STILLWATER, Okla. – Expanding drought conditions are once again leading many cattle producers to manage for diminished pastures and a lack of harvested forages.
“Producers who still own spring-calving cows that are nursing calves should consider the option of early weaning,” said Nathan Anderson, Payne County Extension director and agricultural educator. “The purpose of early weaning is to give the cows the best opportunity to maintain body condition going into winter.”
South Dakota State University scientists examined this scenario using mature cows and comparing the effect of weaning date on performance of the beef cows. They weaned half of the cows at the time of the first cool spell on Sept. 14, and weaned the other half at the more traditional time of Oct. 23. The scientists then monitored body condition and rebreeding performance of the cows.
“Be aware that this study included two different nutritional levels: A low group to mimic an early winter or a dry summer and a moderate group to mimic more ideal summer and early winter seasons,” said Glenn Selk, Oklahoma State University Cooperative Extension emeritus livestock specialist.
The data for the low group reflects the expected performance of cows in drought conditions similar to what Oklahoma producers have been experiencing, and indicates that 40 days earlier weaning allow cows to maintain a better body condition score going into winter. More of the early weaned cows should be cycling at the start of the breeding season, conceive early in the breeding season and should wean heavier, older calves the following year.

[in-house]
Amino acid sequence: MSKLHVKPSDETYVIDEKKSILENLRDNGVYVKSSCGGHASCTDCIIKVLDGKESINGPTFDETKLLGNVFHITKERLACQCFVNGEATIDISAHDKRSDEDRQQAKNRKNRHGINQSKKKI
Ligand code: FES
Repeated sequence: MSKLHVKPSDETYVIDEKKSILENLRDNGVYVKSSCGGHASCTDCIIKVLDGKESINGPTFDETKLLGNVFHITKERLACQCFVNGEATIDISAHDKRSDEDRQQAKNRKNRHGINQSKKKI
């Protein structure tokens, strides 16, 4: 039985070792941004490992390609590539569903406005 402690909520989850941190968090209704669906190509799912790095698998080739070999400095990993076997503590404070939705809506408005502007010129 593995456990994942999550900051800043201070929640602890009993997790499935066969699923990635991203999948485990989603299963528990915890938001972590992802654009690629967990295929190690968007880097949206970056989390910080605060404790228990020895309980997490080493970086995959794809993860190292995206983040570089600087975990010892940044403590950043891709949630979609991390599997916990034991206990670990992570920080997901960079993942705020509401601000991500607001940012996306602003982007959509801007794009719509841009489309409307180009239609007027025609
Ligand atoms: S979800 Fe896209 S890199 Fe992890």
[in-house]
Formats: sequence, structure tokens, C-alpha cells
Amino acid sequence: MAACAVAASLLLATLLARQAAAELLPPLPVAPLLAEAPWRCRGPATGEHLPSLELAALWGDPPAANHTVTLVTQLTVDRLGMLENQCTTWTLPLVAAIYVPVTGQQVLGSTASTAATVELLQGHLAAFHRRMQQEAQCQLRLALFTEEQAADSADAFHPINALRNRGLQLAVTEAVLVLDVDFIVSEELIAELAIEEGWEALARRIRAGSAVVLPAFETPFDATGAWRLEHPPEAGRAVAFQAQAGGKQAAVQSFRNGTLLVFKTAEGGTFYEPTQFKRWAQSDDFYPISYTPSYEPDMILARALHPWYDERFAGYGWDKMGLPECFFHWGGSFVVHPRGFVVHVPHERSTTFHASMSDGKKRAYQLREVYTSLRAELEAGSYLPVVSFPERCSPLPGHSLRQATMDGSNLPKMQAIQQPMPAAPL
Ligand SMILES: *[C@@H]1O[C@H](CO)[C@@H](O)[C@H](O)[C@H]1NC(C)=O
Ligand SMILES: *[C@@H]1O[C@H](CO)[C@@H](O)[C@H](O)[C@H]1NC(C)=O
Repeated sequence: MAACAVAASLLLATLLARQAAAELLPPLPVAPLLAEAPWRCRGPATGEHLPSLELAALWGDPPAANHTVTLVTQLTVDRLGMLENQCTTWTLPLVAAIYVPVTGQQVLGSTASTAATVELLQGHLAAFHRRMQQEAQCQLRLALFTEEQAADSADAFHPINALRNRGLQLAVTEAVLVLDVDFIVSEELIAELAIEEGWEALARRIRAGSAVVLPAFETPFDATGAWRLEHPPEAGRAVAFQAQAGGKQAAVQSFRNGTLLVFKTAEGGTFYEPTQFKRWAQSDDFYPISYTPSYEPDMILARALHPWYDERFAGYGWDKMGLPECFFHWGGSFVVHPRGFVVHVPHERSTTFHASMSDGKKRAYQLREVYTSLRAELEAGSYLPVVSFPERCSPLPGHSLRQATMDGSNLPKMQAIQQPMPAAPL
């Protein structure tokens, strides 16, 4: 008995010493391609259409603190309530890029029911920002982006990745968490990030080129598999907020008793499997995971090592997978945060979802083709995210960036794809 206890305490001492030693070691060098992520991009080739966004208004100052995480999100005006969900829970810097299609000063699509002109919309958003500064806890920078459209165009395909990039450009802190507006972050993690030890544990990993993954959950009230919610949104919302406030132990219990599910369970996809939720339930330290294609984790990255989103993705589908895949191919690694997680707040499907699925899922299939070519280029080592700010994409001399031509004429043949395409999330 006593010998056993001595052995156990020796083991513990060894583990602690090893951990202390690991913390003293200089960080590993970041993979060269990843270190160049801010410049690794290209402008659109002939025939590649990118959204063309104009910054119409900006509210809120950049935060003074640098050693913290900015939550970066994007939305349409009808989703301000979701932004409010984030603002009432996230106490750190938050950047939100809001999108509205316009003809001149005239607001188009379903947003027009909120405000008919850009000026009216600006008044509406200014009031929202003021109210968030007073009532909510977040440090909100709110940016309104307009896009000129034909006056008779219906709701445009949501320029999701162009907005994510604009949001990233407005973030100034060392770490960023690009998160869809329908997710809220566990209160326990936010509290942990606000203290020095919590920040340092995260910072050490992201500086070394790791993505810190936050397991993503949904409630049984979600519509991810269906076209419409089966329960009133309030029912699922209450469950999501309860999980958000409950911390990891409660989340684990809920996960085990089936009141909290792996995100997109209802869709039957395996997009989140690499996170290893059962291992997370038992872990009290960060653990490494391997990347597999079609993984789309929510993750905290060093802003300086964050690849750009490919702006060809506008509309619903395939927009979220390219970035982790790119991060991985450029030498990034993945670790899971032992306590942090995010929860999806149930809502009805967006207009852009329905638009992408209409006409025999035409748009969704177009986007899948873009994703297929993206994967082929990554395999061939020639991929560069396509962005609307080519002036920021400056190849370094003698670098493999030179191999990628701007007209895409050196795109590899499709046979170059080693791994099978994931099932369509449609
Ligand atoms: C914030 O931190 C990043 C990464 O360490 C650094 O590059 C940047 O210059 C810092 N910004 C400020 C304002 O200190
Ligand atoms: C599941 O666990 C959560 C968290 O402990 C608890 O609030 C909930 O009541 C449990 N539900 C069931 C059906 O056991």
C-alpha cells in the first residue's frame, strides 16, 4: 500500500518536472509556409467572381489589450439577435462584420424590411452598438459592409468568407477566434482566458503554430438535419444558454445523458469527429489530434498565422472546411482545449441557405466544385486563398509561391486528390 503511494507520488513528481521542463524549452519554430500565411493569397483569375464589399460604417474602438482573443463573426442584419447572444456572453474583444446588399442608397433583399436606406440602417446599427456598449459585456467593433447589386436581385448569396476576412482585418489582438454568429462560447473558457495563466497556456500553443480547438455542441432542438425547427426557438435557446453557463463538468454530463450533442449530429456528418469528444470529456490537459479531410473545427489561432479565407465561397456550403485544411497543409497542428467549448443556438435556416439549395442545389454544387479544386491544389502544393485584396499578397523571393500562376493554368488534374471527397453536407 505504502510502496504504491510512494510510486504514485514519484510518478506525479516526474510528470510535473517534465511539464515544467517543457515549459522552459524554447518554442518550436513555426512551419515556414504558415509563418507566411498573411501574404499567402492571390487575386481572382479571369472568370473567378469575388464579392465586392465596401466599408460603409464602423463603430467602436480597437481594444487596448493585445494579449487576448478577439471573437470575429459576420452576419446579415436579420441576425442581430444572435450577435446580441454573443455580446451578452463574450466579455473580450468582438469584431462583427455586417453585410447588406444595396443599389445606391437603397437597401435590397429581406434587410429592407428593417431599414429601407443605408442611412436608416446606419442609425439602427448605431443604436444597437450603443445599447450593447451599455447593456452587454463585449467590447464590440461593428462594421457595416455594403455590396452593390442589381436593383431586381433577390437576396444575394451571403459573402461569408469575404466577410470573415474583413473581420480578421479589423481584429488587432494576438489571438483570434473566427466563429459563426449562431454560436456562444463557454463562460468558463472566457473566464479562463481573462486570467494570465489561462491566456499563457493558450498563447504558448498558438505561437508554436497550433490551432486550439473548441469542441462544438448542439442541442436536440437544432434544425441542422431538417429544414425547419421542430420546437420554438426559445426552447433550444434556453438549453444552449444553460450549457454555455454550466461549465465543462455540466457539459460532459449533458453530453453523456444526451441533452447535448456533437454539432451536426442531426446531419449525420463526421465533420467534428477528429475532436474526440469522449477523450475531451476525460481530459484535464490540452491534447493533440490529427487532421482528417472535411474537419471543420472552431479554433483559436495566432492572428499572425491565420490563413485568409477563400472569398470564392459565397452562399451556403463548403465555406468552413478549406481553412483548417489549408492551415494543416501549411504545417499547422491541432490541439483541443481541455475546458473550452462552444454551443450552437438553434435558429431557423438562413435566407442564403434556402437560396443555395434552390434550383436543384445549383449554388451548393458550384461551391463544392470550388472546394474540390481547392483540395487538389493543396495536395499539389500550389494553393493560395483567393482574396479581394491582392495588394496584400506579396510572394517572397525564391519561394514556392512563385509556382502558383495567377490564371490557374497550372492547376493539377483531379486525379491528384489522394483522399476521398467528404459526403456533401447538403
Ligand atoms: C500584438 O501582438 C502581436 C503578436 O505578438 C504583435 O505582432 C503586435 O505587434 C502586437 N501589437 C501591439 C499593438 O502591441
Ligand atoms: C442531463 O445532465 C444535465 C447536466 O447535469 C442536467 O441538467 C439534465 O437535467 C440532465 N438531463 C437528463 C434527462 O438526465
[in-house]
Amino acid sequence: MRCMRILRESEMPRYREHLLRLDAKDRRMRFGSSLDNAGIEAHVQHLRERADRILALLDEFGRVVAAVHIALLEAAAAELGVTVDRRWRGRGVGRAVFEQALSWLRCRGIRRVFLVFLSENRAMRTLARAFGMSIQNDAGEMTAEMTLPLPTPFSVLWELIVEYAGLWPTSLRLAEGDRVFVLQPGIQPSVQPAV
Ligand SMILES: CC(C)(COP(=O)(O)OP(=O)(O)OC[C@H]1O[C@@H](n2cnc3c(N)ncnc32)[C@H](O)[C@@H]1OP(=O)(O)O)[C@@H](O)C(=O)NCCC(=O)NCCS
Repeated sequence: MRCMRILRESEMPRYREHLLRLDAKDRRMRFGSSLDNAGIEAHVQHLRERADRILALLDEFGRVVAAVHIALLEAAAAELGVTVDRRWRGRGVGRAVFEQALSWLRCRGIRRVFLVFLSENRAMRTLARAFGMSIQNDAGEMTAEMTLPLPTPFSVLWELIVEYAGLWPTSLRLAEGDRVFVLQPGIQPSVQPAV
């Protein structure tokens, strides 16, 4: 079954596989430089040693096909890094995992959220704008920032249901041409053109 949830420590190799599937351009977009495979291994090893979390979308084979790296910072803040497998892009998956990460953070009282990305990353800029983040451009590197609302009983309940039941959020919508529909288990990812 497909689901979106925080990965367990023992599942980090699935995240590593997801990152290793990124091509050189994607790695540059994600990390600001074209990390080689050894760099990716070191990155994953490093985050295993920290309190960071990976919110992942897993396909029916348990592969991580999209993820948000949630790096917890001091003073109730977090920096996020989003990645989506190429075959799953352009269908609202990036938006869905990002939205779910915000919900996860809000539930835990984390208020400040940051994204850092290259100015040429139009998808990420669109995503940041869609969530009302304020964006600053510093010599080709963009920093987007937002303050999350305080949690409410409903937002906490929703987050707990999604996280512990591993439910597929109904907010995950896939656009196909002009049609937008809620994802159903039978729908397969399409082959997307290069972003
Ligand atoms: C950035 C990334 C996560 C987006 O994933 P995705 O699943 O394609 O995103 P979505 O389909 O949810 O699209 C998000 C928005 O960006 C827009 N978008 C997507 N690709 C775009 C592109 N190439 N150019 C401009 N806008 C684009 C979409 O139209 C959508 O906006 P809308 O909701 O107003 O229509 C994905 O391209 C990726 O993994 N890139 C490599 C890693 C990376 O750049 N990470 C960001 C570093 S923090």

“In addition, a small amount of high protein supplement such as cottonseed meal or soybean meal will enhance the cow’s ability to utilize the declining quality of the late summer forage or low-quality grass hay, thereby allowing more body condition to remain on young cows before frost arrives,” Selk said.
He added that this combination of management techniques should be a cost effective way to slow the decline in rebreeding rates of drought-stressed, spring-calving cows.
Of course, taking care of the early weaned calves becomes another challenge that must be met, if the calves are not sold immediately.
“If properly vaccinated, the early weaned calves will be ready for any of the special value-added calf sales that require 45-day weaned-calves,” Anderson said. “Fence-line weaning would be a recommended practice for these light calves. If a producer chooses to wean in hot weather, ample supplies of fresh water must be provided on both sides of the fence.”
Feeding programs for light, early weaned calves need to be carefully planned and implemented. Suggested rations for these calves can be found in the OSU Extension Fact Sheet ANSI 3031, “Nutrition and Management Considerations for Preconditioning Home Raised Beef Calves,” available online at http://osufacts.okstate.edu via the OSU Division of Agricultural Sciences and Natural Resources.
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